Other Forms
Also available as downloadable files.
Copyright Not EvaluatedCopyright Not Evaluated
Technical Details
  • Staff View

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    a| Detroit Symphony Orchestra Hall
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    a| Philadelphia Orchestra
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    a| Saint Louis Symphony Orchestra
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    a| The Classical Music Consumer Segmentation Study 2002 collected data on how Americans related to classical music and to their local orchestras. This study contains three data collection efforts: the National Survey, 15 Market Areas Survey, and the Ticket Buyers Survey. The National Survey collected data from a total of 2,200 telephone interviews with United States adults (age 18 and older), which were conducted in March 2001 using random-digit dialing. A series of four focus groups were conducted in November 2000 with orchestra ticket buyers and prospects (non-buyers) in Charlotte and St. Paul. The overall purpose of the focus group research was to test protocol for the national telephone survey and to probe specific behaviors, attitudes and opinions related to classical music participation. Data was collected on attitudes, behaviors, and opinions related to classical music participation. In addition to these questions, a subset of respondents who qualified as "potential classical music consumers" were also asked a series of questions about factors that affect their decisions to attend cultural programs and about their relationship with the classical music art form. The study paints a detailed picture of how consumers fit classical music into their lives -- listening to classical radio and recordings in their automobiles and homes, and attending live concerts in churches, schools and traditional concert venues. The 15 Market Areas Survey (the Local Surveys) collected data on approximately 750 telephone interviews which were completed in each of the 15 markets between August 2001 and March 2002. Orchestras whose market areas were surveyed: Brooklyn Philharmonic Orchestra, Charlotte Symphony Orchestra, Colorado Symphony Association, Detroit Symphony Orchestra, Fort Wayne Philharmonic Orchestra, Kansas City Symphony, Long Beach Symphony Association, Louisiana Philharmonic Orchestra, New World Symphony (Miami-Dade County, FL), Oregon Symphony Association (Portland, OR), Philadelphia Orchestra, Saint Louis Symphony Orchestra, Saint Paul Chamber Orchestra, Symphony Society of San Antonio, and Wichita Symphony Society. In sum, a total of 11,318 interviews were completed. The geography to be sampled in each market was determined through an analysis of the orchestra's actual customer records and was defined as the area from which the orchestra draws approximately 85 percent of its ticket buyers. Each local market orchestra was also allowed a small number of discretionary questions. The 15 Market Areas Survey collected data from respondents in each of 15 orchestra markets on attitudes, behaviors, and opinions related to classical music participation. In addition to these questions, a subset of respondents who qualified as "potential classical music consumers" were also asked a series of questions about factors that affect their decisions to attend cultural programs and about their relationship with the classical music art form. The Ticket Buyers Survey (Subscriber and Single-Ticket Buyer Surveys) also collected data from the 15 orchestras. A total of 1,500 machine-readable questionnaires were mailed to a random sample of each orchestra's subscribers (750) and single-ticket buyers (750) in each of 15 orchestra markets between August 2001 and February 2002. Of the 10,098 valid responses received, 5,553 were from current subscribers, 1,657 from former subscribers who are current single-ticket buyers, and 2,888 from single-ticket buyers who are not former subscribers. Orchestra subscribers and single-ticket buyers in each of the 15 orchestra markets were asked questions on their attitudes, behaviors, and opinions related to classical music participation. Questions asked in these surveys were similar to the interview protocols for the national and local market surveys also conducted for this study. The study paints a detailed picture of how consumers fit classical music into their lives -- listening to classical radio and recordings in their automobiles and homes, and attending live concerts in churches, schools and traditional concert venues. Roughly 10 percent to 15 percent of Americans have what might be termed a close or moderately close relationship with classical music, and again as many have weaker ties. Across the 15 study cities, approximately one of four adults are prospects (i.e. potential orchestra ticket buyers). But only half of those who express the very highest levels of preference for attending classical music concerts actually attend, even infrequently. The Classical Music Consumer Segmentation Study was undertaken to improve understanding of symphony orchestra audiences and markets and to develop a conceptual model of the market place that can assist orchestras in "capturing additional market potential."Cf: http://doi.org/10.3886/ICPSR35535.v1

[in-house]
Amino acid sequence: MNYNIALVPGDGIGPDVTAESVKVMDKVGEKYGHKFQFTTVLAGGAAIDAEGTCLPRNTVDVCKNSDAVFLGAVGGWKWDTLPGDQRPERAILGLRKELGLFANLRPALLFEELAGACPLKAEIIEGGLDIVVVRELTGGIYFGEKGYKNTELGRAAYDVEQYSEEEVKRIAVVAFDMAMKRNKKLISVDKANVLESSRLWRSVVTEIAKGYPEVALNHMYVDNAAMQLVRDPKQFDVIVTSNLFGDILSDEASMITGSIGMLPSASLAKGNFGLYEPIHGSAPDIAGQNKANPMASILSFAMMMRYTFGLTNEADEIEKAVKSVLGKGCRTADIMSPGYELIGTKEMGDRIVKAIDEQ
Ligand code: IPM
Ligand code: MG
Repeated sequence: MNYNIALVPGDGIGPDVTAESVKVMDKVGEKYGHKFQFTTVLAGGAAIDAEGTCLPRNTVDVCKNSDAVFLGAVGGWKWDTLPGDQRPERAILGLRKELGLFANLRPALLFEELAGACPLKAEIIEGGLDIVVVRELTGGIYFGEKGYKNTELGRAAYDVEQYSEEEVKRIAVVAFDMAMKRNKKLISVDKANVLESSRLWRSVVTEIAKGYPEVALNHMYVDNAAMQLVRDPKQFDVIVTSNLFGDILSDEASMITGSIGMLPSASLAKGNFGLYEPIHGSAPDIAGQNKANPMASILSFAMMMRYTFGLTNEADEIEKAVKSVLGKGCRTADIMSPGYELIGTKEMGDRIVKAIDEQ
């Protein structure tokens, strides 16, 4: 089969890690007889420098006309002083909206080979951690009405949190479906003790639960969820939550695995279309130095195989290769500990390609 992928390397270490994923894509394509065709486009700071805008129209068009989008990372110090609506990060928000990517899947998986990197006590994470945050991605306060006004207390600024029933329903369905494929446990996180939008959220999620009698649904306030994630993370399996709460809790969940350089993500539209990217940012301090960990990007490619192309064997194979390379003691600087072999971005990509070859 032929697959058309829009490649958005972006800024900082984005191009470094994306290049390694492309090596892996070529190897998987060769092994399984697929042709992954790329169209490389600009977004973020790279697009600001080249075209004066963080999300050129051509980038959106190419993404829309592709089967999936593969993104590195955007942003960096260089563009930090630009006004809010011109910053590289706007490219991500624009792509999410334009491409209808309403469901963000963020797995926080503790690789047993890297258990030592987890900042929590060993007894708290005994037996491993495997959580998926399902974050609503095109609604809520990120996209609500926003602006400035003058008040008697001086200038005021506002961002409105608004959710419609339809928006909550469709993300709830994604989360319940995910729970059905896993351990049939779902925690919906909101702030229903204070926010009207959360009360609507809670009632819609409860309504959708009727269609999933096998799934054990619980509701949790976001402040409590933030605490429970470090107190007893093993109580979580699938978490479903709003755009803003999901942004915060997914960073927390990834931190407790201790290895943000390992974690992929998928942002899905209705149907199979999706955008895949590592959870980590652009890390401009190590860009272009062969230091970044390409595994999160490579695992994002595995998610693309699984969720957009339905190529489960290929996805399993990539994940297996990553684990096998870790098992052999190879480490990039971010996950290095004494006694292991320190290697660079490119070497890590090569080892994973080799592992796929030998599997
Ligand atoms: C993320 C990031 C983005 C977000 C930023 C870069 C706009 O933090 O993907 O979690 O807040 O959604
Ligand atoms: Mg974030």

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    t| 15 Market Areas Survey Data
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    t| Ticket Buyers Survey Data